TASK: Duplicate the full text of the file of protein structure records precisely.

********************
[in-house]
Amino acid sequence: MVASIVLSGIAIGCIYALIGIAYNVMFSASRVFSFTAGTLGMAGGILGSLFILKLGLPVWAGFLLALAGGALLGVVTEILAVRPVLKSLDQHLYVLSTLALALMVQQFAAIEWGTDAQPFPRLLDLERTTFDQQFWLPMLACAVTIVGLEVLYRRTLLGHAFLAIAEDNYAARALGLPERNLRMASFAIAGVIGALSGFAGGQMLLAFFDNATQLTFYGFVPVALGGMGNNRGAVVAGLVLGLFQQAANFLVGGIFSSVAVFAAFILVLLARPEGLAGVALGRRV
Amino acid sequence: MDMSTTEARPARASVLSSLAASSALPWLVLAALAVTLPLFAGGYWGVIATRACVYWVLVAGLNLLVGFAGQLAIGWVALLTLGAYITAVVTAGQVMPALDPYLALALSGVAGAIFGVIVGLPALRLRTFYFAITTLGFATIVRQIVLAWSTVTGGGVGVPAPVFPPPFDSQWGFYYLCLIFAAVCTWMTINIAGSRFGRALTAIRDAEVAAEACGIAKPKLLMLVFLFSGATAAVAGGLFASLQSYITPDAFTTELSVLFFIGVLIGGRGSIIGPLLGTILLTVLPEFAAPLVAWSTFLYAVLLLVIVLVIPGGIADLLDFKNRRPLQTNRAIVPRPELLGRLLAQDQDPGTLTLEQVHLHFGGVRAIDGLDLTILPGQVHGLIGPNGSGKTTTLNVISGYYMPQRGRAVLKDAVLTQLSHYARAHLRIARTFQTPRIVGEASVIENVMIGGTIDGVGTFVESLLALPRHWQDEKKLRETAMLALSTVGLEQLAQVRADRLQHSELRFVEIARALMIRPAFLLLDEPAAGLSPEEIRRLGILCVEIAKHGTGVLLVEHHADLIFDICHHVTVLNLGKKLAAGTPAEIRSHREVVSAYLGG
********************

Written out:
[in-house]
Amino acid sequence: MVASIVLSGIAIGCIYALIGIAYNVMFSASRVFSFTAGTLGMAGGILGSLFILKLGLPVWAGFLLALAGGALLGVVTEILAVRPVLKSLDQHLYVLSTLALALMVQQFAAIEWGTDAQPFPRLLDLERTTFDQQFWLPMLACAVTIVGLEVLYRRTLLGHAFLAIAEDNYAARALGLPERNLRMASFAIAGVIGALSGFAGGQMLLAFFDNATQLTFYGFVPVALGGMGNNRGAVVAGLVLGLFQQAANFLVGGIFSSVAVFAAFILVLLARPEGLAGVALGRRV
Amino acid sequence: MDMSTTEARPARASVLSSLAASSALPWLVLAALAVTLPLFAGGYWGVIATRACVYWVLVAGLNLLVGFAGQLAIGWVALLTLGAYITAVVTAGQVMPALDPYLALALSGVAGAIFGVIVGLPALRLRTFYFAITTLGFATIVRQIVLAWSTVTGGGVGVPAPVFPPPFDSQWGFYYLCLIFAAVCTWMTINIAGSRFGRALTAIRDAEVAAEACGIAKPKLLMLVFLFSGATAAVAGGLFASLQSYITPDAFTTELSVLFFIGVLIGGRGSIIGPLLGTILLTVLPEFAAPLVAWSTFLYAVLLLVIVLVIPGGIADLLDFKNRRPLQTNRAIVPRPELLGRLLAQDQDPGTLTLEQVHLHFGGVRAIDGLDLTILPGQVHGLIGPNGSGKTTTLNVISGYYMPQRGRAVLKDAVLTQLSHYARAHLRIARTFQTPRIVGEASVIENVMIGGTIDGVGTFVESLLALPRHWQDEKKLRETAMLALSTVGLEQLAQVRADRLQHSELRFVEIARALMIRPAFLLLDEPAAGLSPEEIRRLGILCVEIAKHGTGVLLVEHHADLIFDICHHVTVLNLGKKLAAGTPAEIRSHREVVSAYLGG